Health officials in Tennessee are now reporting 10 cases of suspected respiratory disease among people who used electronic cigarettes or other vaping devices.

State epidemiologist Tim Jones said in a statement that Tennessee health care providers are reporting any patients treated for severe respiratory symptoms who have reported vaping in the weeks before they became ill.

RELATED: East Tennessee teen hospitalized for vape-related illness

Tennessee's health department says the Centers for Disease Control and Prevention and U.S. Food and Drug Administration are investigating a cluster of severe pulmonary disease among people who use e-cigarettes or vaping products. Officials say 450 cases have been reported in 33 states.

According to the CDC, six people have died as a result in the states of California, Illinois, Indiana, Kansas, Minnesota and Oregon.

RELATED: Tennessee Dept. of Health asks providers to report vaping-associated respiratory illnesses

Patients have shown symptoms including cough, shortness of breath and chest pain. Other symptoms may include fever, fatigue, nausea, vomiting and diarrhea. Most cases are seen among adolescents and young adults.

RELATED: Expert: It could take years before long-term effects of vaping are known

As the CDC, FDA and state health officials investigate, they caution that no one single linking cause or substance has been identified within all the cases -- just that patients reported using e-cigarettes in some form in all the reported cases of respiratory illnesses.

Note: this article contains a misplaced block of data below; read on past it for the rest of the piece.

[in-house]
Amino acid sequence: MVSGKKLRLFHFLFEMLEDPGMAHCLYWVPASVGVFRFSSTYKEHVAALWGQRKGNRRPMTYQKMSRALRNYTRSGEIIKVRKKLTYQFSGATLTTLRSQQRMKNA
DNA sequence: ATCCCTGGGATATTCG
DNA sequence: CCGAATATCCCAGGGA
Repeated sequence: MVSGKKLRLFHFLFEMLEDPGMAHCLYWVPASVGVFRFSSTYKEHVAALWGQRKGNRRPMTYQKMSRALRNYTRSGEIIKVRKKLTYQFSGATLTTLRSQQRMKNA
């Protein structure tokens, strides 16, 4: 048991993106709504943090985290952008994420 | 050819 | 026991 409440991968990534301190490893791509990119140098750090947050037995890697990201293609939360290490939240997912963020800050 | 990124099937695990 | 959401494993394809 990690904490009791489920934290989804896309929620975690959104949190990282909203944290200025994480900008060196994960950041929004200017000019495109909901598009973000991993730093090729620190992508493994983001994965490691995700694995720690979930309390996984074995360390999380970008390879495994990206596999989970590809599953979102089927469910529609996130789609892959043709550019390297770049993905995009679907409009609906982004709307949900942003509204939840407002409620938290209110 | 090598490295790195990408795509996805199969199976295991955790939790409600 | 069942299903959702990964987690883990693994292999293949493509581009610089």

As agencies work to identify more information about the products used, where they were obtained, and what substances were contained within them, the CDC and FDA are warning people to take a few precautions.

While they've explicitly said they have not determined one substance to be a cause for the illnesses yet, the FDA said in a consumer update people should avoid THC vaping products, as many people reported using THC vaping products before experiencing respiratory illness. Most of those THC samples also contained high levels of Vitamin E acetate, according to the FDA. 

"Identifying any compounds that are present in the samples will be one piece of the puzzle but will not necessarily answer questions about what is causing these illnesses," the FDA said.

Both the CDC and FDA also said people should avoid any vaping products bought on the street. Regardless of the investigation, both agencies said teens, young adults, pregnant women, and adults who do not currently use tobacco products should not used e-cigarettes.